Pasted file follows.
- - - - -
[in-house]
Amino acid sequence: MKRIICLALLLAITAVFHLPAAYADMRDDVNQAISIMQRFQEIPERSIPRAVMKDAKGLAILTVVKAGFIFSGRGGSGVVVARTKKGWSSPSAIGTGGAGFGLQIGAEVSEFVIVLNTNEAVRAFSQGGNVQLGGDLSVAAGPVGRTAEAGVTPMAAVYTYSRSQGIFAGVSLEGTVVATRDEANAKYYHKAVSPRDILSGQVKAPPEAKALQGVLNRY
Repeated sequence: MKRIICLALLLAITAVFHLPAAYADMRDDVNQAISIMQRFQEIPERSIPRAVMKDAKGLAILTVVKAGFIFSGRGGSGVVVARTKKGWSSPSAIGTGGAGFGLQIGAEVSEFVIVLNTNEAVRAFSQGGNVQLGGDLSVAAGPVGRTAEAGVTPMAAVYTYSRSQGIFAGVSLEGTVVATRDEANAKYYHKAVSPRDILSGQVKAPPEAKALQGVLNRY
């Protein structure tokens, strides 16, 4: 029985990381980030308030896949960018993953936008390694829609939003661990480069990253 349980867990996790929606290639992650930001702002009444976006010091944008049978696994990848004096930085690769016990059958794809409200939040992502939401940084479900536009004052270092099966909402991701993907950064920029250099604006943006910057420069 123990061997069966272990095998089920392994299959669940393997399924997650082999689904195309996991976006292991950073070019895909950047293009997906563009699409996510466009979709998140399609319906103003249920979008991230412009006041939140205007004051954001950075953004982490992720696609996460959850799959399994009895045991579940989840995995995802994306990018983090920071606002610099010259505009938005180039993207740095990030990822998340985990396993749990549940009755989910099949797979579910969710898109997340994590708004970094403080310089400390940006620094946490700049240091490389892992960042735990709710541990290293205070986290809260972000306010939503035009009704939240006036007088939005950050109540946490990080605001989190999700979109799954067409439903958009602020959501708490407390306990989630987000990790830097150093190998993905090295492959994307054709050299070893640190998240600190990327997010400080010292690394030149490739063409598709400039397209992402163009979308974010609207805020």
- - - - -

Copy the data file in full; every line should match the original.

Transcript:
[in-house]
Amino acid sequence: MKRIICLALLLAITAVFHLPAAYADMRDDVNQAISIMQRFQEIPERSIPRAVMKDAKGLAILTVVKAGFIFSGRGGSGVVVARTKKGWSSPSAIGTGGAGFGLQIGAEVSEFVIVLNTNEAVRAFSQGGNVQLGGDLSVAAGPVGRTAEAGVTPMAAVYTYSRSQGIFAGVSLEGTVVATRDEANAKYYHKAVSPRDILSGQVKAPPEAKALQGVLNRY
Repeated sequence: MKRIICLALLLAITAVFHLPAAYADMRDDVNQAISIMQRFQEIPERSIPRAVMKDAKGLAILTVVKAGFIFSGRGGSGVVVARTKKGWSSPSAIGTGGAGFGLQIGAEVSEFVIVLNTNEAVRAFSQGGNVQLGGDLSVAAGPVGRTAEAGVTPMAAVYTYSRSQGIFAGVSLEGTVVATRDEANAKYYHKAVSPRDILSGQVKAPPEAKALQGVLNRY
């Protein structure tokens, strides 16, 4: 029985990381980030308030896949960018993953936008390694829609939003661990480069990253 349980867990996790929606290639992650930001702002009444976006010091944008049978696994990848004096930085690769016990059958794809409200939040992502939401940084479900536009004052270092099966909402991701993907950064920029250099604006943006910057420069 123990061997069966272990095998089920392994299959669940393997399924997650082999689904195309996991976006292991950073070019895909950047293009997906563009699409996510466009979709998140399609319906103003249920979008991230412009006041939140205007004051954001950075953004982490992720696609996460959850799959399994009895045991579940989840995995995802994306990018983090920071606002610099010259505009938005180039993207740095990030990822998340985990396993749990549940009755989910099949797979579910969710898109997340994590708004970094403080310089400390940006620094946490700049240091490389892992960042735990709710541990290293205070986290809260972000306010939503035009009704939240006036007088939005950050109540946490990080605001989190999700979109799954067409439903958009602020959501708490407390306990989630987000990790830097150093190998993905090295492959994307054709050299070893640190998240600190990327997010400080010292690394030149490739063409598709400039397209992402163009979308974010609207805020």